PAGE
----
They Find Us Hard to Believe (Dec, 1951)
They Find Us Hard to Believe
By BEVERLY SMITH
Washington Editor of The Saturday Evening Post
The Frenchman’s eyes popped at American laborers driving expensive cars. The Britisher concluded that the U.S. production secret was our wives’ greed. The Italian went mad over supermarkets. Here’s how we look to Europeans sent here by ECA.
Columbus sailed the ocean blue In Fourteen Hundred and Ninety-two.
THAT was Europe’s first discovery of America. The second discovery is now under way, as an unforeseen by-product of the Marshall Plan. The Europeans are at last trying to understand what one Britisher described to me as “your vast and incomprehensible country.” They want to know what makes America tick — and click. They are coming over here by the thousands, not as tourists, but as teams of earnest investigators bent on finding out how Americans live and work, in their homes and offices, their farms and factories. These are the so-called “Technical Assistance Teams.” They go back to Europe to spread a strange new gospel known in French as productivité, in German as Productivity, in Italian as produttività, and in Dutch as productivite it. What surprises them most about this mysterious productivity, by which Americans outproduce their European counterparts by sometimes as much as two or three to one, is that it resides only partly in our fancy machinery and mass-production methods. More importantly, they find, it grows out of the entire attitude and spirit of the American people.
As a Norwegian engineer observed to me, “The strength of America is not in the turn of a lathe, but in a turn of mind.” And he marveled that this turn of mind is not confined to production experts, but pervades the entire population, whether corporate executives, machine tenders, farmers or housewives. As Lord McGowan, the British industrialist, said, after studying the reports of dozens of returning British teams, “Americans seem to have a fervent belief —one might almost call it a religion — that the discovery of faster, cheaper ways of doing a job and making better products for the service of man is everybody’s business.” We hope his lordship is right, though we can think offhand of a couple of million exceptions.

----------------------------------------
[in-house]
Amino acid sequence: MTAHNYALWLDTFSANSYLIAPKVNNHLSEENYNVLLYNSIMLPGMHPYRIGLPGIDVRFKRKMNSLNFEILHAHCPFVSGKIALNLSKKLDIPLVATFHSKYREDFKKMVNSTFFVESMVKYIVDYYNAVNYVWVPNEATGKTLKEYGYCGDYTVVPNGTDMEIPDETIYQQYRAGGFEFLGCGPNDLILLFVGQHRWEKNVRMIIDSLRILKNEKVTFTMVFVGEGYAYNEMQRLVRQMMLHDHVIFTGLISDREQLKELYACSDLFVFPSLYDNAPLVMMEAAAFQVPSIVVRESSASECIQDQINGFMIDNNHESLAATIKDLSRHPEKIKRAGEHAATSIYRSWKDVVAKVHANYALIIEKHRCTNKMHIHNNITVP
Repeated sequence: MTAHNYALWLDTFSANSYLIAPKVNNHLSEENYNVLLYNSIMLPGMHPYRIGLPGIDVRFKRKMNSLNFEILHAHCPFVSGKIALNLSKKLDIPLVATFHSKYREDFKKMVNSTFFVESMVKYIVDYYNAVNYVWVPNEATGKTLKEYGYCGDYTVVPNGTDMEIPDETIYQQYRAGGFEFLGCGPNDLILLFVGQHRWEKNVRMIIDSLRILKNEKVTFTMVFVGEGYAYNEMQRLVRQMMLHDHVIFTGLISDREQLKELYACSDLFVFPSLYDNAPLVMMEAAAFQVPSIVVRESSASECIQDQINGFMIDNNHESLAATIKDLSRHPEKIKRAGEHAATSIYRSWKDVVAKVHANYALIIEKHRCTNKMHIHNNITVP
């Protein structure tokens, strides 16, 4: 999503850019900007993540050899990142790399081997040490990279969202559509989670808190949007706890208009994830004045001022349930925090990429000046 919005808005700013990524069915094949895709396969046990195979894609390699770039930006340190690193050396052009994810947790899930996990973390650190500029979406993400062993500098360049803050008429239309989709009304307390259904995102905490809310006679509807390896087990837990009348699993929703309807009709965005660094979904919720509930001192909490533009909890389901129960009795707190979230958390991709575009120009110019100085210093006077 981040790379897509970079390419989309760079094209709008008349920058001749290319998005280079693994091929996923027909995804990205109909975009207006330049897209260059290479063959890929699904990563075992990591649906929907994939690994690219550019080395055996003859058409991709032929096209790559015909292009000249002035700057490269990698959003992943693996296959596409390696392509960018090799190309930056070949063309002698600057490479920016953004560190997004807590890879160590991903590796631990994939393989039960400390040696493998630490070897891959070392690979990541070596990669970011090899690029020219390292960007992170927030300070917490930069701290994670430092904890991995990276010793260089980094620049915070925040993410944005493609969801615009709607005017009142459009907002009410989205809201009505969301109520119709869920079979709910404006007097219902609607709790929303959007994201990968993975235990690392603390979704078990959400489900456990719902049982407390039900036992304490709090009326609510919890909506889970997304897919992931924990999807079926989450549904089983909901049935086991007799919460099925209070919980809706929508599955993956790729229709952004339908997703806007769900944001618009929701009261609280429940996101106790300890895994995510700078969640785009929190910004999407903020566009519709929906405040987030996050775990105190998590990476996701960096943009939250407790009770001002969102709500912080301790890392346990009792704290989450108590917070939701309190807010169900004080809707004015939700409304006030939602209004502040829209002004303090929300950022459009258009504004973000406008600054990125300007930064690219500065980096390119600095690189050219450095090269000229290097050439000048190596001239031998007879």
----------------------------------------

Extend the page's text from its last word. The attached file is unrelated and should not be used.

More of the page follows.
Even more revolutionary, perhaps, is the discovery by Europeans that Americans are comparatively normal human beings. I asked a foreman from Brussels, a member of a machine-tool team, what had impressed him most in his study of America. Was it the skyscrapers? The millions of cars? The humming assembly lines? He shook his head.
“Le home” he said. Seeing that this puzzled me, he went on to explain. He was astonished, he said, to find that most Americans have happy and affectionate home lives, just like people in Belgium. But yes, he had been invited into many such homes; he had seen them with his own eyes. Hitherto he had judged America by the occasional Hollywood films he had seen. These films were very exciting, very dramatic, but he had not found in them anything he could recognize as family life. He remembered one picture, years ago, in which William Powell and Myrna Loy had seemed happily married, but since Monsieur Powell was a detective, there had been much drinking, shooting and higlif— not like a home. I started to point out that even our detectives do not live like M. Powell and Mile. Loy, but decided to let that illusion ride.
Many of the visitors comment on this fact of American home life, until now apparently concealed from Europeans. As one French team revealed in their report: “Nous pénétrons enfin dans le secret de la vie américaine —le home.” They also noted with interest, after having read for years about the marital antics of our playboys, heiresses and movie stars, that not all Americans vacation in Reno.
These misconceptions are natural enough. While millions of Americans of all classes have roamed over Europe, in or out of uniform, the reverse traffic has been a trickle. For Europeans of moderate means the costs of a transatlantic tour make the U.S.A. as remote as the moon. The relative few who visit America have been mainly of the wealthier classes, traveling a New York-Florida-California plush-carpet route, and glimpsing the rest of the country through the windows of a plane or streamliner.
Consequently 99.9 per cent of the Europeans must pick up such secondhand impressions of America as they can. The movies display the glittering dream world of Hollywood. The newsreels, on the other hand, picture Americans as plagued by floods, hurricanes, riots, auto-race smash-ups, beauty contests and female wrestlers. The popular European press specializes in our strikes, gang killings and debauchery de luxe. To add to the confusion there is the steady short-wave drumfire from behind the Iron Curtain, asserting that millions of Americans are starving in the streets, while other millions slave under the lash of the Wall Street warmongers, taking time out only for lynching parties. The Voice of America and Radio Free Europe strive to counteract this, but some of the communist propaganda sinks in by sheer repetitive suggestion.
Why don’t the Europeans turn to American literature for enlightenment? Some do, but this also can have befoozling results. Writers such as Steinbeck, Mailer, Caldwell and Jones present a view of America as quaint as that of the movies, and more misleading to the stranger. One elderly Hollander, an industrial designer, prepared conscientiously for his technical-assistance trip to the U.S.A. He had heard about America’s Nobel Prize-winning novelist, so he inquired about Mr. Faulkner’s most famous book, and obtained a copy of Sanctuary to read on the ship coming over.